Brendan Abrams/Mustang News

Campus Dining and the Cal Poly student body have participated in a strained relationship for quite some time. It’s that unhealthy type of relationship based more on attachment than love, where restraint to a meal plan and convenience take the place of romantic attachment, and passive-aggressive arguments manifest in the form of upset digestive tracts.

In the end, nobody is happy. Campus Dining makes healthier meals, and students are unimpressed by the taste. Campus Dining tries to make better-tasting meals, and students complain about the lack of nutritional quality. Even when Campus Dining tries to go organic, things go wrong.

It seems to me that a decent amount of the options are perfectly edible and have the potential to be reasonably healthy. But I cannot speak as loudly as the masses of angry patrons of the Polytechnic sustenance providers.

What I can do is point out a bright spot to the dining disbelievers. A crumb of hope, if I may be so bold.

At the very least, the one thing Campus Dining consistently gets right is bread.

It goes without saying that bread, part of the largest food group on the recently retired Food Pyramid, is an incredibly important asset. Believe it or not, the buyers for many Campus Dining locations, including VG Cafe, 19 Metro Station, The Avenue and Sandwich Factory, as well as University Catering, all have some portion of its granular affairs in order.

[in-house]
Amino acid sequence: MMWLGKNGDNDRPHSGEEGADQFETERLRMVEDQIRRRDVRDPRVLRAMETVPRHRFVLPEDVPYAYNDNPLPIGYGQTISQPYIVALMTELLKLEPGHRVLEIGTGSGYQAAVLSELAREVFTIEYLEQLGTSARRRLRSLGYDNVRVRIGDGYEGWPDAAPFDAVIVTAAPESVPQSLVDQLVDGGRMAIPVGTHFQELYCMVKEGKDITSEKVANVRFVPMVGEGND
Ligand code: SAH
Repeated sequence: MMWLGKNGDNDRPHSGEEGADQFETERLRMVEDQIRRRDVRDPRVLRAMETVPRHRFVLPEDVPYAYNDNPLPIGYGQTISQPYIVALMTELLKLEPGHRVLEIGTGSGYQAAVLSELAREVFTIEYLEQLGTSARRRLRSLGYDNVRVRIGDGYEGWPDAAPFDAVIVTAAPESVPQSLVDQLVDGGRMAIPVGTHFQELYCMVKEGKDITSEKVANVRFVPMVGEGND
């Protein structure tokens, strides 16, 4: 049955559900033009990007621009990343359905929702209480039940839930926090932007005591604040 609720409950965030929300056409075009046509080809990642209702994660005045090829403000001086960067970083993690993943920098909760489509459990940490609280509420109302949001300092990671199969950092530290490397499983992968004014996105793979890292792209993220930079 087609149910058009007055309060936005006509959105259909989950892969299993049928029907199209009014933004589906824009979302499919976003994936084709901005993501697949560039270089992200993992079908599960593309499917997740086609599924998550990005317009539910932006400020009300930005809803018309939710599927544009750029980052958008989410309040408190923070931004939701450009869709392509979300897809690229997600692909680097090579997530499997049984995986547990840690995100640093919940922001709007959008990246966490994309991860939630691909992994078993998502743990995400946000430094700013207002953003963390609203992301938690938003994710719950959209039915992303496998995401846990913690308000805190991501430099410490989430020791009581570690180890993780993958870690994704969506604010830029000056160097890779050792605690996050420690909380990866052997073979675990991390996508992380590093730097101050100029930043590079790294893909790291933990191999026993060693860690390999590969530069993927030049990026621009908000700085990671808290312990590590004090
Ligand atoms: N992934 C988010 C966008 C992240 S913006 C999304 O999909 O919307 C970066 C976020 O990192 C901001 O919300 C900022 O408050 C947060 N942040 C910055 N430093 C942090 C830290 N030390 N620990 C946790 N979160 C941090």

The common denominator among all these entities is that each orders a significant amount of its bread from Edna’s Bakery.

Edna’s is not some homey, low-output artisan establishment, nor is it an industrial behemoth. It manages to straddle a line somewhere in between the two, and that is just how its owner of nine years, Phil Korte, likes it.

The goal is both quantity and quality. Edna’s produces literally hundreds of different bread products, which it supplies to 600 regular customers, mostly restaurants and hotels between Paso Robles and Los Angeles, many on a semi-daily basis. At the same time, it maintains high standards in terms of ingredients and baking methods in a way that sets it apart from most bakeries with similar output.

Customer orders come piling in throughout the daytime hours, but the real work begins around 4 or 5 p.m. The baking process for many products starts around this time and continues through the night so that everything is fresh and ready to be shipped out by the Edna’s fleet of vans early the next morning.

So, how have Korte and his bakery managed to be successful and grow to around five times the initial size despite so many self-imposed challenges? Don’t expect anything outlandish here; it comes down to a logical and methodical business approach and just a pinch of good luck.

Korte was not always a wholesale commercial baker. He had a solid career in the telecom and computer industries in Santa Barbara, and then in Chicago before he decided it was time for a change.

“I had always wanted to own a business,” he said. “So, when I left Chicago I was looking for a business to buy.”